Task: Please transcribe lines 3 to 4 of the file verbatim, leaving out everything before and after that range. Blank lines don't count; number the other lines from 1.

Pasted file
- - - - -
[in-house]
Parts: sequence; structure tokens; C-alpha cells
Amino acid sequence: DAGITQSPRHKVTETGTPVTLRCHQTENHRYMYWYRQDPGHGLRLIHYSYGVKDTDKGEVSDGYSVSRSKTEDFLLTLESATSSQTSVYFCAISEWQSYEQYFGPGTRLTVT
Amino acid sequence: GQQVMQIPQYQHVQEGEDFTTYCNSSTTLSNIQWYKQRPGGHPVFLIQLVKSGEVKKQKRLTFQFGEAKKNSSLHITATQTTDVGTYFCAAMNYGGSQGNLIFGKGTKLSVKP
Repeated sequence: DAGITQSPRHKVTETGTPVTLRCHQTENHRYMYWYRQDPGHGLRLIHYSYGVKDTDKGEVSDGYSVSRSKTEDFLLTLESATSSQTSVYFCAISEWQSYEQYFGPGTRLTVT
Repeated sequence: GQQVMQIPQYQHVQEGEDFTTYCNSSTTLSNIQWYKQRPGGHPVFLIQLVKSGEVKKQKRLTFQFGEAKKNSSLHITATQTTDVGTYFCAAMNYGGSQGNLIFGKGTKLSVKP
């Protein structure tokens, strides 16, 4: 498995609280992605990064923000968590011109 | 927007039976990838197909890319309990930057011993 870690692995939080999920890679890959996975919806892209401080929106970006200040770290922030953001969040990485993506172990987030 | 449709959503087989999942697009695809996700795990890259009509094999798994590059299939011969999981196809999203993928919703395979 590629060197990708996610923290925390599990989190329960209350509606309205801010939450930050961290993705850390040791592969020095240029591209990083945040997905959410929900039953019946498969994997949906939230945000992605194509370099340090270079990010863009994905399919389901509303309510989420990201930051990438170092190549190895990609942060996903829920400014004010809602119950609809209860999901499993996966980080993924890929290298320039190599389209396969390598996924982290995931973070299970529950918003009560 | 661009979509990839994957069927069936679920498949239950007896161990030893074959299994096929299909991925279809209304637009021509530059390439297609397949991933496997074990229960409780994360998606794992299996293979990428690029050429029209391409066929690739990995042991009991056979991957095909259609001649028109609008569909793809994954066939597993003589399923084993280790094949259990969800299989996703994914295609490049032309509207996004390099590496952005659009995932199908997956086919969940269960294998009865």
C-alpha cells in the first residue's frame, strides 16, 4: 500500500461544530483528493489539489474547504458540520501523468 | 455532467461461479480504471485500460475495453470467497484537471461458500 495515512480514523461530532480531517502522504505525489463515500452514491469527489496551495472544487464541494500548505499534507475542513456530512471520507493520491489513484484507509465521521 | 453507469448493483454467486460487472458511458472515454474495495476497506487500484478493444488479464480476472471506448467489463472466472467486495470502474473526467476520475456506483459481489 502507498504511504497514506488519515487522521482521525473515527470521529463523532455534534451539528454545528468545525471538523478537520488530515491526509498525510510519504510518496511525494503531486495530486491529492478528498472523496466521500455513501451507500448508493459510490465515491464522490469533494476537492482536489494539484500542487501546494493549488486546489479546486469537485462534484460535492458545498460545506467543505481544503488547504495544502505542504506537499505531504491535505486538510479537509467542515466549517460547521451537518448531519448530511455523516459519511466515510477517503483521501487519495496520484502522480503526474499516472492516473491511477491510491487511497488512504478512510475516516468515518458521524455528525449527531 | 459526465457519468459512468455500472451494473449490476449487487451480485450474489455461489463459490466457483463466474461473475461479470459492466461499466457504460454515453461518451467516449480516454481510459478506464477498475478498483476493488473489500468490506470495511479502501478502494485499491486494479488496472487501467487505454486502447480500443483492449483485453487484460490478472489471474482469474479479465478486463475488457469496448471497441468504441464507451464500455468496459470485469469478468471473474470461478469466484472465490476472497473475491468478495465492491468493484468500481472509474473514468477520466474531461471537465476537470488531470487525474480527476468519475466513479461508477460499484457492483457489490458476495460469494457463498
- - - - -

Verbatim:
Amino acid sequence: DAGITQSPRHKVTETGTPVTLRCHQTENHRYMYWYRQDPGHGLRLIHYSYGVKDTDKGEVSDGYSVSRSKTEDFLLTLESATSSQTSVYFCAISEWQSYEQYFGPGTRLTVT
Amino acid sequence: GQQVMQIPQYQHVQEGEDFTTYCNSSTTLSNIQWYKQRPGGHPVFLIQLVKSGEVKKQKRLTFQFGEAKKNSSLHITATQTTDVGTYFCAAMNYGGSQGNLIFGKGTKLSVKP